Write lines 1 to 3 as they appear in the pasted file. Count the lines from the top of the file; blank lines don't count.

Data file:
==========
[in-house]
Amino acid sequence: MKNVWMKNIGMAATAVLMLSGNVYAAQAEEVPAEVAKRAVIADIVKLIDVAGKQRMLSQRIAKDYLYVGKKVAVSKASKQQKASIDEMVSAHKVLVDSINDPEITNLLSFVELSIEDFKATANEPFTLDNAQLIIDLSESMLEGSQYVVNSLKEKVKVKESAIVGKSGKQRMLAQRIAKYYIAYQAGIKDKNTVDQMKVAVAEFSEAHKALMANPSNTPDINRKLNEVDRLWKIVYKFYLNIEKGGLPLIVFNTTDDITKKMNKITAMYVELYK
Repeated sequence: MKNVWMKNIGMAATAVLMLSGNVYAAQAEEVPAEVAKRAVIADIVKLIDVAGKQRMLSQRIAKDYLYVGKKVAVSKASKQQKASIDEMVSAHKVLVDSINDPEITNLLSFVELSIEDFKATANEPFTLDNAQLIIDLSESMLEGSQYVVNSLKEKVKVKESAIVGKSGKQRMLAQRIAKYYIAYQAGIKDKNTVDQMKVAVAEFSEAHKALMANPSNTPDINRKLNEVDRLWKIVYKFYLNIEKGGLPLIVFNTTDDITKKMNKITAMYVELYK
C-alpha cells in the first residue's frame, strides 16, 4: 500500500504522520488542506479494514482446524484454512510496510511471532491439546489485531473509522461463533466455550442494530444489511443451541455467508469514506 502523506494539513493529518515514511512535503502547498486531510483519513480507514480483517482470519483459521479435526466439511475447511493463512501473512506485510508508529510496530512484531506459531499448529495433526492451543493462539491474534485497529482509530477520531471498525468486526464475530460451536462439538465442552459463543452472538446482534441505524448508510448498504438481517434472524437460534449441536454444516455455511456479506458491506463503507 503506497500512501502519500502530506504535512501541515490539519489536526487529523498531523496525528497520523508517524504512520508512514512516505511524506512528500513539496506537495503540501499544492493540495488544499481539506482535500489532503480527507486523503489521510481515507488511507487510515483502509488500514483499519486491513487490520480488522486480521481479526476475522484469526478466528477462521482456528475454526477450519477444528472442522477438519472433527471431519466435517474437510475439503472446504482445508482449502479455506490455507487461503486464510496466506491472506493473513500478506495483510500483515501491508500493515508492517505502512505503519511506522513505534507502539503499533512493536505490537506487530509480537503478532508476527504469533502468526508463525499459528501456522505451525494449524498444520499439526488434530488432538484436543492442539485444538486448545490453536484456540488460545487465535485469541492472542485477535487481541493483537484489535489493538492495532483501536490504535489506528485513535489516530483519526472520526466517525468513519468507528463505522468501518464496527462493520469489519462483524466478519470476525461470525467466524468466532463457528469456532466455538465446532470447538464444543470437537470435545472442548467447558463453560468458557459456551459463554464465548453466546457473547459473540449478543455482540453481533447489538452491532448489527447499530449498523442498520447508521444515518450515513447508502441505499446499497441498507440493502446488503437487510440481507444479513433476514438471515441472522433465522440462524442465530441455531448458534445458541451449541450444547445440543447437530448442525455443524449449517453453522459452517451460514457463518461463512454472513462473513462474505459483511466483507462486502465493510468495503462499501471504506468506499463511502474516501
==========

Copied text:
[in-house]
Amino acid sequence: MKNVWMKNIGMAATAVLMLSGNVYAAQAEEVPAEVAKRAVIADIVKLIDVAGKQRMLSQRIAKDYLYVGKKVAVSKASKQQKASIDEMVSAHKVLVDSINDPEITNLLSFVELSIEDFKATANEPFTLDNAQLIIDLSESMLEGSQYVVNSLKEKVKVKESAIVGKSGKQRMLAQRIAKYYIAYQAGIKDKNTVDQMKVAVAEFSEAHKALMANPSNTPDINRKLNEVDRLWKIVYKFYLNIEKGGLPLIVFNTTDDITKKMNKITAMYVELYK
Repeated sequence: MKNVWMKNIGMAATAVLMLSGNVYAAQAEEVPAEVAKRAVIADIVKLIDVAGKQRMLSQRIAKDYLYVGKKVAVSKASKQQKASIDEMVSAHKVLVDSINDPEITNLLSFVELSIEDFKATANEPFTLDNAQLIIDLSESMLEGSQYVVNSLKEKVKVKESAIVGKSGKQRMLAQRIAKYYIAYQAGIKDKNTVDQMKVAVAEFSEAHKALMANPSNTPDINRKLNEVDRLWKIVYKFYLNIEKGGLPLIVFNTTDDITKKMNKITAMYVELYK